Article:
Verse 5. - Translate, And they divided them by lots, these with those; i.e. as there was no ground of choice between the two families, which differed only in number, and as the highest ecclesiastical places had been filled already by both of them, the impartiality of the "lot" was resorted to, for the settling of the order in which they would take the services now in question (1 Chronicles 25:8). The governors; read rather, the princes. The distinction intended between "the holy princes," or "princes of the sanctuary," on the one hand, and "the princes of God" on the other, is not very clear. One instance of the former expression is found in Isaiah 43:28. Keil supposes there may be no distinction between them, but adds that if there is, he would take the "princes of God" to stand for the regular high priests exclusively, viz. those who could enter into the most holy place before God. The "princes of God" is a title evidently illustrated by the word "Israel" (Genesis 32:28).
And Shemaiah the son of Nethaneel the scribe, one of the Levites, wrote them before the king, and the princes, and Zadok the priest, and Ahimelech the son of Abiathar, and before the chief of the fathers of the priests and Levites: one principal household being taken for Eleazar, and one taken for Ithamar.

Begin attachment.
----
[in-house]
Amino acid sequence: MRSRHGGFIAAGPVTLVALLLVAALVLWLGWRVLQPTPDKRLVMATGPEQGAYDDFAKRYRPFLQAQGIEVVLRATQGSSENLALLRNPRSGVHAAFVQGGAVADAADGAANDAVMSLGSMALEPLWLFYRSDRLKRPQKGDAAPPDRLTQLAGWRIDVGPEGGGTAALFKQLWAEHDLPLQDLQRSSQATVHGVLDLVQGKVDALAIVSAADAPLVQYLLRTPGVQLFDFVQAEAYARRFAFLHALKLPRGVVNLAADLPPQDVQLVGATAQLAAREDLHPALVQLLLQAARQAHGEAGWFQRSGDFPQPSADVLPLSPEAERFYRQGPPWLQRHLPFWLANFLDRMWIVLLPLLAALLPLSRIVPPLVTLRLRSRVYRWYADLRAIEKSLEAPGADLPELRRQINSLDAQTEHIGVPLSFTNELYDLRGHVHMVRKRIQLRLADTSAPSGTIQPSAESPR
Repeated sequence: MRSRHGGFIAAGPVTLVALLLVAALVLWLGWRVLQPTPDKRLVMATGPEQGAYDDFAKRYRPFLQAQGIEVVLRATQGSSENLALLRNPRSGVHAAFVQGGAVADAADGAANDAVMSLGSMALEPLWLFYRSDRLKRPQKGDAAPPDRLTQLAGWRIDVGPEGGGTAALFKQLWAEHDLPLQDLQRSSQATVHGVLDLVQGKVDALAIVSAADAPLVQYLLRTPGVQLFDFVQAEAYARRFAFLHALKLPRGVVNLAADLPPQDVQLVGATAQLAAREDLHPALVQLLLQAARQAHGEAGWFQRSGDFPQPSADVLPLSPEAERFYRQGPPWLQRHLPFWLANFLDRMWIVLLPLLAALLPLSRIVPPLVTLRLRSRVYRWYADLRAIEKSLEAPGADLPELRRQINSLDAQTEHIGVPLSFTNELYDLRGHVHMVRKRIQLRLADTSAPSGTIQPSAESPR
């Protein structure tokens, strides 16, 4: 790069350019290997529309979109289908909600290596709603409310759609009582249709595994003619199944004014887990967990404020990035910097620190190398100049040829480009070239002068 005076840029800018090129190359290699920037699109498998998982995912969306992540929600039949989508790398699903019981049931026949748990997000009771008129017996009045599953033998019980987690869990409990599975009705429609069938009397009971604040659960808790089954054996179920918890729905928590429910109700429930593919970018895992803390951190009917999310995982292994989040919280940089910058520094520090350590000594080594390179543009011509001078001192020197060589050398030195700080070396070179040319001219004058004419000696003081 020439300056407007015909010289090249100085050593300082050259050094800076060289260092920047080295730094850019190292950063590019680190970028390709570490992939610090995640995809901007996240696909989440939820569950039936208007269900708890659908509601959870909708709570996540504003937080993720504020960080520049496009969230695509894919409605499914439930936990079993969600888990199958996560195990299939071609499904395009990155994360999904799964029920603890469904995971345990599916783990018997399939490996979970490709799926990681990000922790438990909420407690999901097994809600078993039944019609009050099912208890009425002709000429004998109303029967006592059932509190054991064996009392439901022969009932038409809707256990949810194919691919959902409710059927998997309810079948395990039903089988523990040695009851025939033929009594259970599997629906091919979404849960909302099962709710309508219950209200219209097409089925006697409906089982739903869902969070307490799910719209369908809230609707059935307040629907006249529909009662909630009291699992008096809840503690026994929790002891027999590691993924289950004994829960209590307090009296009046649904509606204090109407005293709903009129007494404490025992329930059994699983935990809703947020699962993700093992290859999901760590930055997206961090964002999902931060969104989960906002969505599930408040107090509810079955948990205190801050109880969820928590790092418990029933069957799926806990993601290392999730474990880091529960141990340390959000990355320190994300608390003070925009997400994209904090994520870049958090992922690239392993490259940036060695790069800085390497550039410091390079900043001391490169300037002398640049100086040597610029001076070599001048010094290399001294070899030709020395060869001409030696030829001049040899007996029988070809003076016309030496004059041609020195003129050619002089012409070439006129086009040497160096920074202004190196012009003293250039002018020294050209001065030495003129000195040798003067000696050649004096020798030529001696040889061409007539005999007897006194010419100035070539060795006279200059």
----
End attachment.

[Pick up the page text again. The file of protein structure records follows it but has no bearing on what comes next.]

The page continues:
Verse 6. - The person who acted as clerk or secretary on the occasion, and the whole number of the witnesses, and the lot-taking itself, are here given. The present Hebrew text repeats the word אָחֻז (taken) twice, before the name of Ithamar, at the end of the sentence. The evident and easy correction of the first occurrence of which into אֶחָד (one) will make the clause and sense correspond with what goes before. Bertheau, however, and Keil, and some others do not accept this correction, and would keep the present Hebrew text, the first-named, moreover, contending that the repetition of the word for "taking" points to two lots being represented by each house of Ithamar, whose total number was only eight, for one of Eleazar, whose total was sixteen. Not only does the repetition of the present Hebrew text not avail to authorize such a supposition, but the supposition itself would be unsupported and gratuitous. What is really told us amounts to this only, that the drawing was first from the collection of families under the name of Eleazar, and then from that descended from Ithamar. For anything we are here told, the urn of Ithamar can have held out only half as long as that of Eleazar, and it can be only conjecture to suppose that two lots were drawn from the urn of Eleazar for every one from that of Ithamar, so as to make them run out together at the end. Could any one of the names from sixteen to twenty-four that are recorded in this chapter as "coming forth" in the shape of a "lot," be identified as belonging to families descended from Ithamar, the question might be solved. Ahimelech the son of Abiathar; read, as above, ver. 3, 1 Chronicles 18:16, etc., Abiathar the son of Abimelech.